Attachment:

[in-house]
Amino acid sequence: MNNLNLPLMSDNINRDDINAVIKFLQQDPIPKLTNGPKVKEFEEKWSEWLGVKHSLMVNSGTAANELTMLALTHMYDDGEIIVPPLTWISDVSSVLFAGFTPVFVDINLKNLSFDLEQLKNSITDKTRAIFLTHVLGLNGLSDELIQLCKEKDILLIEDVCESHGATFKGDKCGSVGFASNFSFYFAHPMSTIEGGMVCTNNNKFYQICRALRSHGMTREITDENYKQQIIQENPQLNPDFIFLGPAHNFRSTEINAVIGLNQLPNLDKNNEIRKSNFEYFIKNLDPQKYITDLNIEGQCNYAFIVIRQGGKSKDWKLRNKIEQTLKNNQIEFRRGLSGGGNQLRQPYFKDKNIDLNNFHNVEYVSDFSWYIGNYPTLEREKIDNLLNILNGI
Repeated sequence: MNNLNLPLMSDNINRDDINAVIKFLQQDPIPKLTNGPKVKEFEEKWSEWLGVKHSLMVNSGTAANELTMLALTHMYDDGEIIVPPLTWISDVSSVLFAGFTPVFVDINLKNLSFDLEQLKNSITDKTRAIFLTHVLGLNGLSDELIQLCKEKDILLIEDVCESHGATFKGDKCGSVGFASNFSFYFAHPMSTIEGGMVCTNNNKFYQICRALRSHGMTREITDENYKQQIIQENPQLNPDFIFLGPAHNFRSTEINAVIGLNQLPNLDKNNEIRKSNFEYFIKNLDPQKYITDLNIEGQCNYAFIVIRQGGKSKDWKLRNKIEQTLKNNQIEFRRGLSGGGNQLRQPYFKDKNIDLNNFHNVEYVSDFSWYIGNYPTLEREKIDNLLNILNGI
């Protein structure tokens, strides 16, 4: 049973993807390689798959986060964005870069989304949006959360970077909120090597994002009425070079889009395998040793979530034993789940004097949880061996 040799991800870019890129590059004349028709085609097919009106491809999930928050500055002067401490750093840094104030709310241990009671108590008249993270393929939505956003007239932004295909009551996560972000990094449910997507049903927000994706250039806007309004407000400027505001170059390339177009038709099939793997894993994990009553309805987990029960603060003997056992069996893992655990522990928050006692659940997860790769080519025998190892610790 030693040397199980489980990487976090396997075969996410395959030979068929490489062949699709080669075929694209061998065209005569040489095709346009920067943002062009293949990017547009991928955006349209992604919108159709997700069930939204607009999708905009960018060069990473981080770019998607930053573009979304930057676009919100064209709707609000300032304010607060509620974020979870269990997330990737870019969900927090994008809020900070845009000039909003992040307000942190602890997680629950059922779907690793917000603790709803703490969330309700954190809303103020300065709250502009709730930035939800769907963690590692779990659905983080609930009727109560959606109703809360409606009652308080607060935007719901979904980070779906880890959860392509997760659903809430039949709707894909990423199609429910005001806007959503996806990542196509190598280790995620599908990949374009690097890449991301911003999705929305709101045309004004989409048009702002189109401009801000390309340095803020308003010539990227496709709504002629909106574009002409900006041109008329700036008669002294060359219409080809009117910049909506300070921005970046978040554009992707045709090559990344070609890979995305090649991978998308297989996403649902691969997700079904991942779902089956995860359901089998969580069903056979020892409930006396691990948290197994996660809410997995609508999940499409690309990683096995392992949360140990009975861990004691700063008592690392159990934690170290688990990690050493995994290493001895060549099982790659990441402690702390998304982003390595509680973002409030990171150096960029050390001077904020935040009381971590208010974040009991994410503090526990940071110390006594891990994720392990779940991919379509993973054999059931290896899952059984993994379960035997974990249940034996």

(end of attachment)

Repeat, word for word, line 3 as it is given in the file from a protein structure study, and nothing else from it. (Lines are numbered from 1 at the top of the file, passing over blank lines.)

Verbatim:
Repeated sequence: MNNLNLPLMSDNINRDDINAVIKFLQQDPIPKLTNGPKVKEFEEKWSEWLGVKHSLMVNSGTAANELTMLALTHMYDDGEIIVPPLTWISDVSSVLFAGFTPVFVDINLKNLSFDLEQLKNSITDKTRAIFLTHVLGLNGLSDELIQLCKEKDILLIEDVCESHGATFKGDKCGSVGFASNFSFYFAHPMSTIEGGMVCTNNNKFYQICRALRSHGMTREITDENYKQQIIQENPQLNPDFIFLGPAHNFRSTEINAVIGLNQLPNLDKNNEIRKSNFEYFIKNLDPQKYITDLNIEGQCNYAFIVIRQGGKSKDWKLRNKIEQTLKNNQIEFRRGLSGGGNQLRQPYFKDKNIDLNNFHNVEYVSDFSWYIGNYPTLEREKIDNLLNILNGI